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Illustrated History Of Furniture:

From the Earliest to the Present Time.

by Frederick Litchfield.

With numerous Illustrations

1893.

Chapter V. The Furniture of Eastern Countries.

Chinese Furniture: Probable source of artistic taste—Sir William Chambers quoted—Racinet's "Le Costume Historique"—Dutch influence—The South Kensington and the Duke of Edinburgh Collections—Processes of making Lacquer—Screens in the Kensington Museum. Japanese Furniture: Early History—Sir Rutherford Alcock and Lord Elgin—The Collection of the Shogun—Famous Collections—Action of the present Government of Japan—Special characteristics. Indian Furniture: Early European influence—Furniture of the Moguls—Racinet's Work—Bombay Furniture—Ivory Chairs and Table—Specimens in the India Museum. Persian Woodwork: Collection of Objets d'Art formed by General Murdoch Smith, R.E.—Industrial Arts of the Persians—Arab influence—South Kensington Specimens. Saracenic Woodwork: Oriental customs—Specimens in the South Kensington Museum of Arab Work—M. d'Aveune's Work.

Chinese and Japanese Furniture.

We have been unable to discover when the Chinese first began to use State or domestic furniture. Whether, like the ancient Assyrians and Egyptians, there was an early civilization which included the arts of joining, carving, and upholstering, we do not know; most probably there was; and from the plaster casts which one sees in our Indian Museum, of the ornamental stone gateways of Sanchi Tope, Bhopal in Central India, it would appear that in the early part of our Christian era, the carvings in wood of their neighbours and co-religionists, the Hindoos, represented figures of men and animals in the woodwork of sacred buildings or palaces; and the marvellous dexterity in manipulating wood, ivory and stone which we recognize in the Chinese of to-day, is inherited from their ancestors.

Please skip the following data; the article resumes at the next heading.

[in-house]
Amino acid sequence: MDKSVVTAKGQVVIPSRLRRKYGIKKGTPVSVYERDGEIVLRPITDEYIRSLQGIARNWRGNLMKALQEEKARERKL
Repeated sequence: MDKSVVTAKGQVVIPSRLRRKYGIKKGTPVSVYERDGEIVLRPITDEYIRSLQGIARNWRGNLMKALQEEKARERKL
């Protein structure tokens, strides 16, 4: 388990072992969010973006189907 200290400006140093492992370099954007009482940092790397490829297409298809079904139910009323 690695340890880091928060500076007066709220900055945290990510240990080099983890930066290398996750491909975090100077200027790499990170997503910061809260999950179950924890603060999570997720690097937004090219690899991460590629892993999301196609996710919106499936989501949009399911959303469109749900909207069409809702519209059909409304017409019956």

Sir William Chambers travelled in China in the early part of the last century. It was he who introduced "the Chinese style" into furniture and decoration, which was adopted by Chippendale and other makers, as will be noticed in the chapter dealing with that period of English furniture. He gives us the following description of the furniture he found in "The Flowery Land."

"The moveables of the saloon consist of chairs, stools, and tables; made sometimes of rosewood, ebony, or lacquered work, and sometimes of bamboo only, which is cheap, and, nevertheless, very neat. When the moveables are of wood, the seats of the stools are often of marble or porcelain, which, though hard to sit on, are far from unpleasant in a climate where the summer heats are so excessive. In the corners of the rooms are stands four or live feet high, on which they set plates of citrons, and other fragrant fruits, or branches of coral in vases of porcelain, and glass globes containing goldfish, together with a certain weed somewhat resembling fennel; on such tables as are intended for ornament only they also place little landscapes, composed of rocks, shrubs, and a kind of lily that grows among pebbles covered with water. Sometimes also, they have artificial landscapes made of ivory, crystal, amber, pearls, and various stones. I have seen some of these that cost over 300 guineas, but they are at best mere baubles, and miserable imitations of nature. Besides these landscapes they adorn their tables with several vases of porcelain, and little vases of copper, which are held in great esteem. These are generally of simple and pleasing forms. The Chinese say they were made two thousand years ago, by some of their celebrated artists, and such as are real antiques (for there are many counterfeits) they buy at an extravagant price, giving sometimes no less than £300 sterling for one of them.

"The bedroom is divided from the saloon by a partition of folding doors, which, when the weather is hot, are in the night thrown open to admit the air. It is very small, and contains no other furniture than the bed, and some varnished chests in which they keep their apparel. The beds are very magnificent; the bedsteads are made much like ours in Europe—of rosewood, carved, or lacquered work: the curtains are of taffeta or gauze, sometimes flowered with gold, and commonly either blue or purple. About the top a slip of white satin, a foot in breadth, runs all round, on which are painted, in panels, different figures—flower pieces, landscapes, and conversation pieces, interspersed with moral sentences and fables written in Indian ink and vermilion."

From old paintings and engravings which date from about the fourteenth or fifteenth century one gathers an idea of such furniture as existed in China and Japan in earlier times. In one of these, which is reproduced in Racinet's "Le Costume Historique," there is a Chinese princess reclining on a sofa which has a frame of black wood visible, and slightly ornamented; it is upholstered with rich embroidery, for which these artistic people seem to have been famous from a very early period. A servant stands by her side to hand her the pipe of opium with which the monotony of the day was varied—one arm rests on a small wooden table or stand which is placed on the sofa, and which holds a flower vase and a pipe stand.